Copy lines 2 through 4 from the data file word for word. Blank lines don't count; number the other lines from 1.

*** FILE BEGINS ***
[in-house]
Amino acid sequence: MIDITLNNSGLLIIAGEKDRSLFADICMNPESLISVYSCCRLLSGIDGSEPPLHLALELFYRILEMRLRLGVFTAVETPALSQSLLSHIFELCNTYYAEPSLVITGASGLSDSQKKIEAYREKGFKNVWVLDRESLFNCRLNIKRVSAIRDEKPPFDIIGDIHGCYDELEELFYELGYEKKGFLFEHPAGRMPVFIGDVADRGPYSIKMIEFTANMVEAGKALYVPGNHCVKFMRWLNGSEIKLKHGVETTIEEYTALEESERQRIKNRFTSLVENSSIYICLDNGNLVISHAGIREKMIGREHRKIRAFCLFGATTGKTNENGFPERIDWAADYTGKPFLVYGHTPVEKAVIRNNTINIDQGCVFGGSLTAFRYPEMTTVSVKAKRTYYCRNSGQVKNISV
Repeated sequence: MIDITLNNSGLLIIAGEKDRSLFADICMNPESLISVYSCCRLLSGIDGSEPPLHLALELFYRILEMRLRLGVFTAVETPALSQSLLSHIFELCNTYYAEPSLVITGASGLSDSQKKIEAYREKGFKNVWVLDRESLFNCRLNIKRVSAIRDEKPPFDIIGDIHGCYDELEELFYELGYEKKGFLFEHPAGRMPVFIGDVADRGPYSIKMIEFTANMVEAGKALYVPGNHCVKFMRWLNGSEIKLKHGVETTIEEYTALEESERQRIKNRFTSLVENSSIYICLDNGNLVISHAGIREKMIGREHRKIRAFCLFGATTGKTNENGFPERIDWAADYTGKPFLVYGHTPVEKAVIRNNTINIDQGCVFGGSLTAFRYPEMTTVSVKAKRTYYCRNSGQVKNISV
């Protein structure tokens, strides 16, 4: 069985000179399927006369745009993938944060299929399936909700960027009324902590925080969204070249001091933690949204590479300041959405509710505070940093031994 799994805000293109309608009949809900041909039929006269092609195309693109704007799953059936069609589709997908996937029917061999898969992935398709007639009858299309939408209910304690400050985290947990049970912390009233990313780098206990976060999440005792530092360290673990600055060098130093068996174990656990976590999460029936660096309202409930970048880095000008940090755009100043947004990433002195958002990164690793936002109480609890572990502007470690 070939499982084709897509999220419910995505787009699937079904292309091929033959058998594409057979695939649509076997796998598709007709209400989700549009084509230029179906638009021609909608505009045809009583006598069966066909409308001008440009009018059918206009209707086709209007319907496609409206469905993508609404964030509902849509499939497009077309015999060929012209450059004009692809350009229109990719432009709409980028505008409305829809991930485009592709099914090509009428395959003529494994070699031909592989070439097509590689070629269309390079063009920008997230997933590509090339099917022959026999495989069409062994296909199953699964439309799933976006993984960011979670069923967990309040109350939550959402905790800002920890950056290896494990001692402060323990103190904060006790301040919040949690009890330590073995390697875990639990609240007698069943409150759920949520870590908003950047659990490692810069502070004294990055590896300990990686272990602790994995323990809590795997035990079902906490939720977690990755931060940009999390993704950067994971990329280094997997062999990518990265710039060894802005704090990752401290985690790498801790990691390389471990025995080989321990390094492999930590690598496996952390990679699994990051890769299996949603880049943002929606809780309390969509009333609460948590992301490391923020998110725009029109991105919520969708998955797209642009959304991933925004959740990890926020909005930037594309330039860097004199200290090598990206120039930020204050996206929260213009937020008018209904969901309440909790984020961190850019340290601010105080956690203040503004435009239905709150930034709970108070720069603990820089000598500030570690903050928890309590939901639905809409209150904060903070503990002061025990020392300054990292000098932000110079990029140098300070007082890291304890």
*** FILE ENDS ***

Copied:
Amino acid sequence: MIDITLNNSGLLIIAGEKDRSLFADICMNPESLISVYSCCRLLSGIDGSEPPLHLALELFYRILEMRLRLGVFTAVETPALSQSLLSHIFELCNTYYAEPSLVITGASGLSDSQKKIEAYREKGFKNVWVLDRESLFNCRLNIKRVSAIRDEKPPFDIIGDIHGCYDELEELFYELGYEKKGFLFEHPAGRMPVFIGDVADRGPYSIKMIEFTANMVEAGKALYVPGNHCVKFMRWLNGSEIKLKHGVETTIEEYTALEESERQRIKNRFTSLVENSSIYICLDNGNLVISHAGIREKMIGREHRKIRAFCLFGATTGKTNENGFPERIDWAADYTGKPFLVYGHTPVEKAVIRNNTINIDQGCVFGGSLTAFRYPEMTTVSVKAKRTYYCRNSGQVKNISV
Repeated sequence: MIDITLNNSGLLIIAGEKDRSLFADICMNPESLISVYSCCRLLSGIDGSEPPLHLALELFYRILEMRLRLGVFTAVETPALSQSLLSHIFELCNTYYAEPSLVITGASGLSDSQKKIEAYREKGFKNVWVLDRESLFNCRLNIKRVSAIRDEKPPFDIIGDIHGCYDELEELFYELGYEKKGFLFEHPAGRMPVFIGDVADRGPYSIKMIEFTANMVEAGKALYVPGNHCVKFMRWLNGSEIKLKHGVETTIEEYTALEESERQRIKNRFTSLVENSSIYICLDNGNLVISHAGIREKMIGREHRKIRAFCLFGATTGKTNENGFPERIDWAADYTGKPFLVYGHTPVEKAVIRNNTINIDQGCVFGGSLTAFRYPEMTTVSVKAKRTYYCRNSGQVKNISV
């Protein structure tokens, strides 16, 4: 069985000179399927006369745009993938944060299929399936909700960027009324902590925080969204070249001091933690949204590479300041959405509710505070940093031994 799994805000293109309608009949809900041909039929006269092609195309693109704007799953059936069609589709997908996937029917061999898969992935398709007639009858299309939408209910304690400050985290947990049970912390009233990313780098206990976060999440005792530092360290673990600055060098130093068996174990656990976590999460029936660096309202409930970048880095000008940090755009100043947004990433002195958002990164690793936002109480609890572990502007470690 070939499982084709897509999220419910995505787009699937079904292309091929033959058998594409057979695939649509076997796998598709007709209400989700549009084509230029179906638009021609909608505009045809009583006598069966066909409308001008440009009018059918206009209707086709209007319907496609409206469905993508609404964030509902849509499939497009077309015999060929012209450059004009692809350009229109990719432009709409980028505008409305829809991930485009592709099914090509009428395959003529494994070699031909592989070439097509590689070629269309390079063009920008997230997933590509090339099917022959026999495989069409062994296909199953699964439309799933976006993984960011979670069923967990309040109350939550959402905790800002920890950056290896494990001692402060323990103190904060006790301040919040949690009890330590073995390697875990639990609240007698069943409150759920949520870590908003950047659990490692810069502070004294990055590896300990990686272990602790994995323990809590795997035990079902906490939720977690990755931060940009999390993704950067994971990329280094997997062999990518990265710039060894802005704090990752401290985690790498801790990691390389471990025995080989321990390094492999930590690598496996952390990679699994990051890769299996949603880049943002929606809780309390969509009333609460948590992301490391923020998110725009029109991105919520969708998955797209642009959304991933925004959740990890926020909005930037594309330039860097004199200290090598990206120039930020204050996206929260213009937020008018209904969901309440909790984020961190850019340290601010105080956690203040503004435009239905709150930034709970108070720069603990820089000598500030570690903050928890309590939901639905809409209150904060903070503990002061025990020392300054990292000098932000110079990029140098300070007082890291304890």